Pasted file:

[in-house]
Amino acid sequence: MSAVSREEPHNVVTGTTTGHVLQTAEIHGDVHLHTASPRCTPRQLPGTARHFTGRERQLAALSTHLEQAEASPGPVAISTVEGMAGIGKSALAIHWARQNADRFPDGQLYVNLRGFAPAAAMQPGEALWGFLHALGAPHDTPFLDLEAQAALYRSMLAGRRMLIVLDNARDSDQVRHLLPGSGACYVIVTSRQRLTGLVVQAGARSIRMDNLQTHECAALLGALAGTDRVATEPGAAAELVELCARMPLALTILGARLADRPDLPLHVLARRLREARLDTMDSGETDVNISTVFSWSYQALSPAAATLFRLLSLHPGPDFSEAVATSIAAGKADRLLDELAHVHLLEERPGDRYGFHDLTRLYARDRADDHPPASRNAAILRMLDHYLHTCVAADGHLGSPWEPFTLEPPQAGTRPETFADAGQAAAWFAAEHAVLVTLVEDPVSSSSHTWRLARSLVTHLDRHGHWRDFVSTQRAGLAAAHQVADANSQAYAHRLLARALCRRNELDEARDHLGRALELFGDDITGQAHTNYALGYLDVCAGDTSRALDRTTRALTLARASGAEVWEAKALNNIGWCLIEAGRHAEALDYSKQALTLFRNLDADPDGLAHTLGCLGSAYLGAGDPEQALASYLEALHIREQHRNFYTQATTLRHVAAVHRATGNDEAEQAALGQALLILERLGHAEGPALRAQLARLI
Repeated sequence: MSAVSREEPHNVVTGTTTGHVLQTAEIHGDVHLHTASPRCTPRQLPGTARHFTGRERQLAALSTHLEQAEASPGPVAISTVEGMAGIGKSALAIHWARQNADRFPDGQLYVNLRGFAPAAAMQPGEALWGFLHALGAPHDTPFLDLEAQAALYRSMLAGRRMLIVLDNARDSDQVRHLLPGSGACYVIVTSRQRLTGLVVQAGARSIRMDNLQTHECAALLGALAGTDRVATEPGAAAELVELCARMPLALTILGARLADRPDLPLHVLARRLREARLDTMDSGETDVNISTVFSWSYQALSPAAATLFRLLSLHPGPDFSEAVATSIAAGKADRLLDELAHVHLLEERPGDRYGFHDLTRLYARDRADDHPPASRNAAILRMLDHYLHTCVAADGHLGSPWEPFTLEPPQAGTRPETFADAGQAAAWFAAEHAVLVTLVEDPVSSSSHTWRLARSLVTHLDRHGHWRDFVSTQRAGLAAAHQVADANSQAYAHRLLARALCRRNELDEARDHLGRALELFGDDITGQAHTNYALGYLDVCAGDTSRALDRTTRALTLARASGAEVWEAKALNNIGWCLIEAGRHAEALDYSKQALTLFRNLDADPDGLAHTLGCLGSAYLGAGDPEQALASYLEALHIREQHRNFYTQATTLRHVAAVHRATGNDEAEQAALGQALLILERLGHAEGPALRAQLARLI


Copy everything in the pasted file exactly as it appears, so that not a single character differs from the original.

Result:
[in-house]
Amino acid sequence: MSAVSREEPHNVVTGTTTGHVLQTAEIHGDVHLHTASPRCTPRQLPGTARHFTGRERQLAALSTHLEQAEASPGPVAISTVEGMAGIGKSALAIHWARQNADRFPDGQLYVNLRGFAPAAAMQPGEALWGFLHALGAPHDTPFLDLEAQAALYRSMLAGRRMLIVLDNARDSDQVRHLLPGSGACYVIVTSRQRLTGLVVQAGARSIRMDNLQTHECAALLGALAGTDRVATEPGAAAELVELCARMPLALTILGARLADRPDLPLHVLARRLREARLDTMDSGETDVNISTVFSWSYQALSPAAATLFRLLSLHPGPDFSEAVATSIAAGKADRLLDELAHVHLLEERPGDRYGFHDLTRLYARDRADDHPPASRNAAILRMLDHYLHTCVAADGHLGSPWEPFTLEPPQAGTRPETFADAGQAAAWFAAEHAVLVTLVEDPVSSSSHTWRLARSLVTHLDRHGHWRDFVSTQRAGLAAAHQVADANSQAYAHRLLARALCRRNELDEARDHLGRALELFGDDITGQAHTNYALGYLDVCAGDTSRALDRTTRALTLARASGAEVWEAKALNNIGWCLIEAGRHAEALDYSKQALTLFRNLDADPDGLAHTLGCLGSAYLGAGDPEQALASYLEALHIREQHRNFYTQATTLRHVAAVHRATGNDEAEQAALGQALLILERLGHAEGPALRAQLARLI
Repeated sequence: MSAVSREEPHNVVTGTTTGHVLQTAEIHGDVHLHTASPRCTPRQLPGTARHFTGRERQLAALSTHLEQAEASPGPVAISTVEGMAGIGKSALAIHWARQNADRFPDGQLYVNLRGFAPAAAMQPGEALWGFLHALGAPHDTPFLDLEAQAALYRSMLAGRRMLIVLDNARDSDQVRHLLPGSGACYVIVTSRQRLTGLVVQAGARSIRMDNLQTHECAALLGALAGTDRVATEPGAAAELVELCARMPLALTILGARLADRPDLPLHVLARRLREARLDTMDSGETDVNISTVFSWSYQALSPAAATLFRLLSLHPGPDFSEAVATSIAAGKADRLLDELAHVHLLEERPGDRYGFHDLTRLYARDRADDHPPASRNAAILRMLDHYLHTCVAADGHLGSPWEPFTLEPPQAGTRPETFADAGQAAAWFAAEHAVLVTLVEDPVSSSSHTWRLARSLVTHLDRHGHWRDFVSTQRAGLAAAHQVADANSQAYAHRLLARALCRRNELDEARDHLGRALELFGDDITGQAHTNYALGYLDVCAGDTSRALDRTTRALTLARASGAEVWEAKALNNIGWCLIEAGRHAEALDYSKQALTLFRNLDADPDGLAHTLGCLGSAYLGAGDPEQALASYLEALHIREQHRNFYTQATTLRHVAAVHRATGNDEAEQAALGQALLILERLGHAEGPALRAQLARLI